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Friday, November 3, 2017

Witch Watch: Red, blue or green--witches practiced openly

Redford Observer, July 31, 1975 (enlarge)
While Gundella oft spoke of the common ground between Christianity and Witchcraft (for lack of a better word) the differences seem stark to me as a neutral observer of each. In principle there may be similarities but the perception of "unholy" practices are markedly apparent to me. Just the fact that she describes the three types of witches in the Middle Ages as "cults" points to the obvious distinction between the two. Of course you could call Christianity a cult as well and even more so Islam. Luckily, we're here to discuss witches.

During the Middle Ages the three cults of witches would smear their skin with vegetables dyes to celebrate the harvest or sabbats. The blue witches studied the stars and delved in astronomy and astrology, the red witches believed in alchemy and the green cult celebrated their agricultural lifestyle though each overlapped. Gundella, of course, was of this latter group.

The practice of dying themselves Green was a combination of braggadocio and thanks to the Gods for a successful harvest. For they believed that although they were given many blessings their hard work contributed to the success of crop outputs. A notion that Christianity once frowned upon and in some circles still does.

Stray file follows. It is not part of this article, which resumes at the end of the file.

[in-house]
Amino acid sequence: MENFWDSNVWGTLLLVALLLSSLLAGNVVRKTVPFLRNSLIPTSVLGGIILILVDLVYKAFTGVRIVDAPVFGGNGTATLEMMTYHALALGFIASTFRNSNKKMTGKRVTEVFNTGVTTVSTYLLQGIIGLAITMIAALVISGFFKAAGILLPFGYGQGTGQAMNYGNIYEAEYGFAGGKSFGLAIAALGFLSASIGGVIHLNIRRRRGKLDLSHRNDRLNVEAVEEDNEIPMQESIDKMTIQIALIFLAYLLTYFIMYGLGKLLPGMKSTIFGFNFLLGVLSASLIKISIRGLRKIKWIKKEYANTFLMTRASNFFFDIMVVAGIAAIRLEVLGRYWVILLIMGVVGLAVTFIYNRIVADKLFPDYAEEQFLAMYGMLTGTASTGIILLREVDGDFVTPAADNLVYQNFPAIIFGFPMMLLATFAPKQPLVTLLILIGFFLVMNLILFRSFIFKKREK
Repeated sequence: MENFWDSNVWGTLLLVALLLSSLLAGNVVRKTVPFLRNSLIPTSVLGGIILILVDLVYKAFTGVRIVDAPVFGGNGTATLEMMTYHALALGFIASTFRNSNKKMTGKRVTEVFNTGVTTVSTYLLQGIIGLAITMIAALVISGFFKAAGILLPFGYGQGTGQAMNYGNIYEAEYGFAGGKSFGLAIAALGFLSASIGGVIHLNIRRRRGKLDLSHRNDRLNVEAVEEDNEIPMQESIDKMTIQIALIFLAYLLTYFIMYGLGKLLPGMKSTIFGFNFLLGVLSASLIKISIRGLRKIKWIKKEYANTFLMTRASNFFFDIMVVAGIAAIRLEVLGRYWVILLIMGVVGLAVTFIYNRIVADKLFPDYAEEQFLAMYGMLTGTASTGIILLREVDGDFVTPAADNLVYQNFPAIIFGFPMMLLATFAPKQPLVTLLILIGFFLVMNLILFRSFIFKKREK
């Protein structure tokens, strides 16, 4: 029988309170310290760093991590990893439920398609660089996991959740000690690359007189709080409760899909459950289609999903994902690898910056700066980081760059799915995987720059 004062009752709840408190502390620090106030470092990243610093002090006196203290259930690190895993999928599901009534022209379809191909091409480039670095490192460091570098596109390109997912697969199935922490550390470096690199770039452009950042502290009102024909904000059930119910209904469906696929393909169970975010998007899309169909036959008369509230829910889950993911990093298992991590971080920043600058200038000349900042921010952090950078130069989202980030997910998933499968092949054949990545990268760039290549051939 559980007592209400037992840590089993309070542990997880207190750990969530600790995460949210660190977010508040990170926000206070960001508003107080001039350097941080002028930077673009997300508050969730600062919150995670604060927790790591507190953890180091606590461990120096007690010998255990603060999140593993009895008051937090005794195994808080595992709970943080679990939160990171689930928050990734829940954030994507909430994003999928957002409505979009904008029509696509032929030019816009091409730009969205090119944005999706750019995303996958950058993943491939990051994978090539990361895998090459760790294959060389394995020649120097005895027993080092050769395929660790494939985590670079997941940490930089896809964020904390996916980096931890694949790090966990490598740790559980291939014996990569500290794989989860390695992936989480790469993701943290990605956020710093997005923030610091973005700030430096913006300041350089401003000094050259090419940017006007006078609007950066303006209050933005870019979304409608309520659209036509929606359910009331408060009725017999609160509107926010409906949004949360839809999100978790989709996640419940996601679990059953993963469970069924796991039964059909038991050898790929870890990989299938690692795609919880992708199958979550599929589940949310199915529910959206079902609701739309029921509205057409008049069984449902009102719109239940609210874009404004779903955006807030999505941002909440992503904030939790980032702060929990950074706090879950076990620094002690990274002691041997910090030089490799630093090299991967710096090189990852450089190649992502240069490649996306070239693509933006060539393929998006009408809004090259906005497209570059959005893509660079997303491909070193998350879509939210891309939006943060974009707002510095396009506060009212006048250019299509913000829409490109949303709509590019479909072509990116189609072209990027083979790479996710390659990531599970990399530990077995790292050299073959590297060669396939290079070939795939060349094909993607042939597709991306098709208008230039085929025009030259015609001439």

But enough of my babbling on things that I know little about. I'll post the Song of the Harvest Sabbat below for searchers of such things:


The fruits of the earth may be sent from above,
And we should improve them with wisdom and love.
If apples and grapes are both products divine,
Who prefers water to cider and wine?

Up with the ladder and down with the fruits,
In with a shovel and out with the roots.
The Gods may provide us with life from the land,
But the harvest we hold is the work of our hand.

Dame Nature's a wonder, we all do agree;
Who knows our necessities better than she?
Yet, though she is doing as well as she can,
She answers her best to the touch of a man!


The wheat and the barley, as much as the corn
Have kept us alive ever since we were born;
But unless we had turned them to flour and bread,
Few would be living, and many be dead.


We pray for the seasons to be as they should;
Dry or wet weather may do our crops good.
Though, if sunshine is needed to ripe the grain,
Who risks rheumatics by working in rain?


Whatever the task, and wherever the field
We reap our reward with the sickles' we wield;
For if all things grew from their numberless seeds,
The whole of our world would be covered with weeds.


So here's to the Gods and the men of this earth
Who take one another for what they are worth;
Each of them doing what has to be done,
In order to live altogether as ONE!

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